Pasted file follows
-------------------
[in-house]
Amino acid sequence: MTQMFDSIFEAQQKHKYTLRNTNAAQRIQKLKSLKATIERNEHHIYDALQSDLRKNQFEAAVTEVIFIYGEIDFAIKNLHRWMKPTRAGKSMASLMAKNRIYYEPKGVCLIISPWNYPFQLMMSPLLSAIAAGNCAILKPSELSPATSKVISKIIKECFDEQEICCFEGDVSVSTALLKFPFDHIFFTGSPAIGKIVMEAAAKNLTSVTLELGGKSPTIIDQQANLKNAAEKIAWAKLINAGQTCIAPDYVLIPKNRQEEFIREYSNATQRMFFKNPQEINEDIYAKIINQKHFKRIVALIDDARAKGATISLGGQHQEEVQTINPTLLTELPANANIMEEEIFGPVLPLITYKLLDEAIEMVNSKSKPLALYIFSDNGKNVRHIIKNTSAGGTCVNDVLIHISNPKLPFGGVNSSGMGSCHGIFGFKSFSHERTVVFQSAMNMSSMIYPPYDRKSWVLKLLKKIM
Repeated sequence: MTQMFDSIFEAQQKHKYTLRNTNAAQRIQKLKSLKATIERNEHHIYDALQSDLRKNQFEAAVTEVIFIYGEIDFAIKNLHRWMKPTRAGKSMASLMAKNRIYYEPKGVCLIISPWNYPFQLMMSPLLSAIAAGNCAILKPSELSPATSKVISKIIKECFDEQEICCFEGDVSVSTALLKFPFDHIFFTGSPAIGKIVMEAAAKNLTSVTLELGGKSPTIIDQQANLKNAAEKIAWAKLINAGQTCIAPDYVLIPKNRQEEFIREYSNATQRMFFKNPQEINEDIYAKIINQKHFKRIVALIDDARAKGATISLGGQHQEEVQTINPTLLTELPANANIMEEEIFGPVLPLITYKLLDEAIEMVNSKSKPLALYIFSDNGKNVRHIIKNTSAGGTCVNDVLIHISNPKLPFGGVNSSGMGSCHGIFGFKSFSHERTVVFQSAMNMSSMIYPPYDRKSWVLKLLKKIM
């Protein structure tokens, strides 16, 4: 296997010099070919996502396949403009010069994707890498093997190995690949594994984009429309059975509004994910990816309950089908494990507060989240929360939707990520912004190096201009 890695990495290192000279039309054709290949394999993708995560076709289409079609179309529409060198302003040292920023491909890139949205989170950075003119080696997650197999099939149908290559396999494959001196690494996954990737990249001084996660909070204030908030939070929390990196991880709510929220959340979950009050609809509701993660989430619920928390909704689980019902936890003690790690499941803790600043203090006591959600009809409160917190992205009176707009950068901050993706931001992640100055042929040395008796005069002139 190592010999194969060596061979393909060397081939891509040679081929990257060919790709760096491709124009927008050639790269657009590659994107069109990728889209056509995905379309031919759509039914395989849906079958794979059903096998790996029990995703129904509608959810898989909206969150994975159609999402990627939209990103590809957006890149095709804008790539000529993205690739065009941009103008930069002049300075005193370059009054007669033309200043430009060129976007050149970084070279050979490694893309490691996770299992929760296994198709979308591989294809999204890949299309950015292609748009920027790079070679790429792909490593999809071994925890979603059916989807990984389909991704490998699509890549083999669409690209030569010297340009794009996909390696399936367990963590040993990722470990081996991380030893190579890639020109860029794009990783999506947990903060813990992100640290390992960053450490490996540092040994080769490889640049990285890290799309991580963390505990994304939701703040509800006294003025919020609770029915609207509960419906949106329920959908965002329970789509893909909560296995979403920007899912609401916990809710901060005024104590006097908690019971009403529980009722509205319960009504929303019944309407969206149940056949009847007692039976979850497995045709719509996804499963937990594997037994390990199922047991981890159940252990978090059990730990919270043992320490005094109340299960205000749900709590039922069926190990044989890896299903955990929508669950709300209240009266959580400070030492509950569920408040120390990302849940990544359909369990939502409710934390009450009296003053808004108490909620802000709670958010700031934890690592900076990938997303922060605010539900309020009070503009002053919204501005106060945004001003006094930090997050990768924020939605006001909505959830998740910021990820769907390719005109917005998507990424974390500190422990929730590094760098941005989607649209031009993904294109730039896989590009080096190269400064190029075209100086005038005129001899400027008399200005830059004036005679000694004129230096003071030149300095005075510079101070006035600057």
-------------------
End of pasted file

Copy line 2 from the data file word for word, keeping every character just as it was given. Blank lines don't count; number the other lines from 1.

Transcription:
Amino acid sequence: MTQMFDSIFEAQQKHKYTLRNTNAAQRIQKLKSLKATIERNEHHIYDALQSDLRKNQFEAAVTEVIFIYGEIDFAIKNLHRWMKPTRAGKSMASLMAKNRIYYEPKGVCLIISPWNYPFQLMMSPLLSAIAAGNCAILKPSELSPATSKVISKIIKECFDEQEICCFEGDVSVSTALLKFPFDHIFFTGSPAIGKIVMEAAAKNLTSVTLELGGKSPTIIDQQANLKNAAEKIAWAKLINAGQTCIAPDYVLIPKNRQEEFIREYSNATQRMFFKNPQEINEDIYAKIINQKHFKRIVALIDDARAKGATISLGGQHQEEVQTINPTLLTELPANANIMEEEIFGPVLPLITYKLLDEAIEMVNSKSKPLALYIFSDNGKNVRHIIKNTSAGGTCVNDVLIHISNPKLPFGGVNSSGMGSCHGIFGFKSFSHERTVVFQSAMNMSSMIYPPYDRKSWVLKLLKKIM